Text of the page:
Banking key fact
Saudi Arabia accounted for about 70 per cent of the total project finance raised in the GCC and Egypt in 2010
Speak to any project finance adviser and they will say the key to getting deals done is going to the market early and approaching as many sources of funding as possible. Projects in Saudi Arabia can largely ignore that advice.
Instead, schemes in the largest economy of the GCC are attracting most of their financing from local sources and generally in the local currency. The availability of cheap riyal loans has been a relief, while international sources of funding are more expensive, although most sponsors would prefer dollars.
A cautious central bank, deep deposits and strong government-linked project sponsors have resulted in a rapid decline in the margin paid on loans for Saudi project finance deals. This is a clear sign that local lenders see the loans they are making as fairly safe investments.
Financing upturn in Saudi Arabia
In 2010, several large deals were completed in Saudi Arabia, including the $14bn Jubail refinery, the Saudi Arabian Mining Corporation (Maaden) aluminium project, which secured financing for its first stage, and the Riyadh PP11 power scheme. The total financing raised in the kingdom during 2010 was $23.6bn, about 70 per cent of the combined $33.7bn raised in the GCC and Egypt.
|Saudi private sector credit growth (percentage)|
Despite being the biggest project finance market in the region, some in the industry had hoped to see more deals completed.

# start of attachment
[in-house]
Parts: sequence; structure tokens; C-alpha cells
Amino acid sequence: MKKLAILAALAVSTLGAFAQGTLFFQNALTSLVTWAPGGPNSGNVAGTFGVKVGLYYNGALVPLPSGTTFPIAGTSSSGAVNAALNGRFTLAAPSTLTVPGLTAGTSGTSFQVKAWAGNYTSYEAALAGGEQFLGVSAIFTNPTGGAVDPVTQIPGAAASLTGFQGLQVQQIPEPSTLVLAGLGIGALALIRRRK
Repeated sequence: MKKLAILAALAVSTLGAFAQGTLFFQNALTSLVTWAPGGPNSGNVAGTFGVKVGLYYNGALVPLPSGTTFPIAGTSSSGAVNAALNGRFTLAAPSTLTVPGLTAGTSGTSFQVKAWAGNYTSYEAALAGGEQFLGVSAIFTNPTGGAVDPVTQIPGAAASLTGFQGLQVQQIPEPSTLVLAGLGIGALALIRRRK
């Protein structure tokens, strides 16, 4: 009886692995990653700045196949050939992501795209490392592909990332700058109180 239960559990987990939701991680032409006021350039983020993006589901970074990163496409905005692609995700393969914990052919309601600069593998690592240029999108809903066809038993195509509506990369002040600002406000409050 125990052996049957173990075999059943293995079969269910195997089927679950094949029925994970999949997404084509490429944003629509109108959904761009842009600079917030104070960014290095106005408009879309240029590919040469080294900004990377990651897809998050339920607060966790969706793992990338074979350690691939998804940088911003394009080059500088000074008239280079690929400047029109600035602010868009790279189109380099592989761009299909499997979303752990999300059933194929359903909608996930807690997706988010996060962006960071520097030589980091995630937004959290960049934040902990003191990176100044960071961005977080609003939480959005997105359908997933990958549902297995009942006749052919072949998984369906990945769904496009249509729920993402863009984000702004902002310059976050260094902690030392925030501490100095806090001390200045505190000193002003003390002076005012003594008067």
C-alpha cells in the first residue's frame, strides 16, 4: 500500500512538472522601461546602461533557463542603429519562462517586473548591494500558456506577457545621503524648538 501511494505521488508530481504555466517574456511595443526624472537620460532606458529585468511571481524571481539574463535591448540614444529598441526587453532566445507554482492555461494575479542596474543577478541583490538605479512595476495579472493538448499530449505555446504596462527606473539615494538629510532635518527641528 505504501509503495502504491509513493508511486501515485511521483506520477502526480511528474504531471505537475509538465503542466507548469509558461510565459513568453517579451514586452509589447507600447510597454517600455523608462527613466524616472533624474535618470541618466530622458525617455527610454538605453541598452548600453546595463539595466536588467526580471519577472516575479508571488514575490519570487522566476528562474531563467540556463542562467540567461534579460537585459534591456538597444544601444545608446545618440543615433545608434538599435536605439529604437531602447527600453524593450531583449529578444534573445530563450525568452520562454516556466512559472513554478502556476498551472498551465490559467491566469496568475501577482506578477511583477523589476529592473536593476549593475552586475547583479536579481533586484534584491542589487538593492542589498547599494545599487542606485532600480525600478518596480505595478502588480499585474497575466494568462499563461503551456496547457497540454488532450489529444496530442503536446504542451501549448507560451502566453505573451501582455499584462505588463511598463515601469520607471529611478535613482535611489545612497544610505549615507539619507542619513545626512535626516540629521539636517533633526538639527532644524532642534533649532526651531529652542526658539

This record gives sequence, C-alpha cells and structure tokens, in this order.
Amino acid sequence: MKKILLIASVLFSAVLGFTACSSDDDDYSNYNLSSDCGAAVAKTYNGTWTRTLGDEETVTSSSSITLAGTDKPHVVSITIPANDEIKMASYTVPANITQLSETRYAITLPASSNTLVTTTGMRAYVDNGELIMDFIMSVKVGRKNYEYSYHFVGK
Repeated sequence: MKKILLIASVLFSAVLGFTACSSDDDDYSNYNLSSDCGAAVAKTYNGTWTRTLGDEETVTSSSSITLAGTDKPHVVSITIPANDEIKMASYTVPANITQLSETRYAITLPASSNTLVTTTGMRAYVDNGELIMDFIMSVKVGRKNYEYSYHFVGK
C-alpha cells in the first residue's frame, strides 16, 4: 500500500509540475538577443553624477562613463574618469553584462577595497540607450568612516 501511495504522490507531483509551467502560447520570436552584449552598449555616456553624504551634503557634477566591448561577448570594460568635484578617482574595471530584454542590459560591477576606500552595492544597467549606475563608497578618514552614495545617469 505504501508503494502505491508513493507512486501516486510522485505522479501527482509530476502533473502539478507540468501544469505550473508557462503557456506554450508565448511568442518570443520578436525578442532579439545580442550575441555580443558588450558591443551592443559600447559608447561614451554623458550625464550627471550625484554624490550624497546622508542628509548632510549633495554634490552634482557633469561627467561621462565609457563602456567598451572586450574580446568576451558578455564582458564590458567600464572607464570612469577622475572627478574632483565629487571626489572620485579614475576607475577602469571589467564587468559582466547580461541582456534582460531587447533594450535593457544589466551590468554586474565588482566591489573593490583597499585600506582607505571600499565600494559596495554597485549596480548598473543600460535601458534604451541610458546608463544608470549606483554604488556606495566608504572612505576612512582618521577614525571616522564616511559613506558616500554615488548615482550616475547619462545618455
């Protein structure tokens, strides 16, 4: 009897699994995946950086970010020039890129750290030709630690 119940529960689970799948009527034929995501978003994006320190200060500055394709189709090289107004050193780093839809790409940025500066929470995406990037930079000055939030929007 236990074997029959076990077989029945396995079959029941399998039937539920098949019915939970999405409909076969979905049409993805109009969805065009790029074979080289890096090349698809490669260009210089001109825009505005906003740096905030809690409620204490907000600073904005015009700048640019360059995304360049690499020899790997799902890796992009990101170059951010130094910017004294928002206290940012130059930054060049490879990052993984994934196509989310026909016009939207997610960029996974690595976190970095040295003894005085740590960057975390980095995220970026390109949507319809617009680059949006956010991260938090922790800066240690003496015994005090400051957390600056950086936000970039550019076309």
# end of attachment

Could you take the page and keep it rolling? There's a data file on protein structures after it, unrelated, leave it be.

“We thought it would be bigger,” says one Saudi banker. “If Aramco’s Yanbu refinery was financed it would have been over $30bn.” That deal was withdrawn from the market after US oil major ConocoPhillips walked out on the project in April 2010.
The $23.6bn in financing represents a significant upturn from 2009, when just the $2.5bn Rabigh power project reached financial close. The slowdown was the combined result of defaults at two Saudi corporates, Saad Group and AH al-Gosaibi & Brothers, the impact of the global financial crisis and projects taking longer to get financing than expected.
International banks in particular were hard hit. “In 2009, it was very difficult asking credit committees in London or Paris to approve new loans for projects in Saudi Arabia, when they were looking at massive losses on existing loans in the country,” says a project finance banker at an international bank.
Banks in Saudi Arabia will continue to lend in riyals. They will do some dollar lending … but charge a huge premium
Head of project finance at a Riyadh-based bank
The disappointing 2009, during which loan growth across all sectors in local banks was flat, laid the groundwork for a strong return in 2010. Cautious banks had built up deposits from a year of not lending and the pressure was on to rebuild profits that had been eroded through the lack of loan growth and high provisioning levels.
This resulted in tough competition among banks to lend, which in turn drove pricing down. Other factors have also served to revitalise the kingdom’s project finance sector.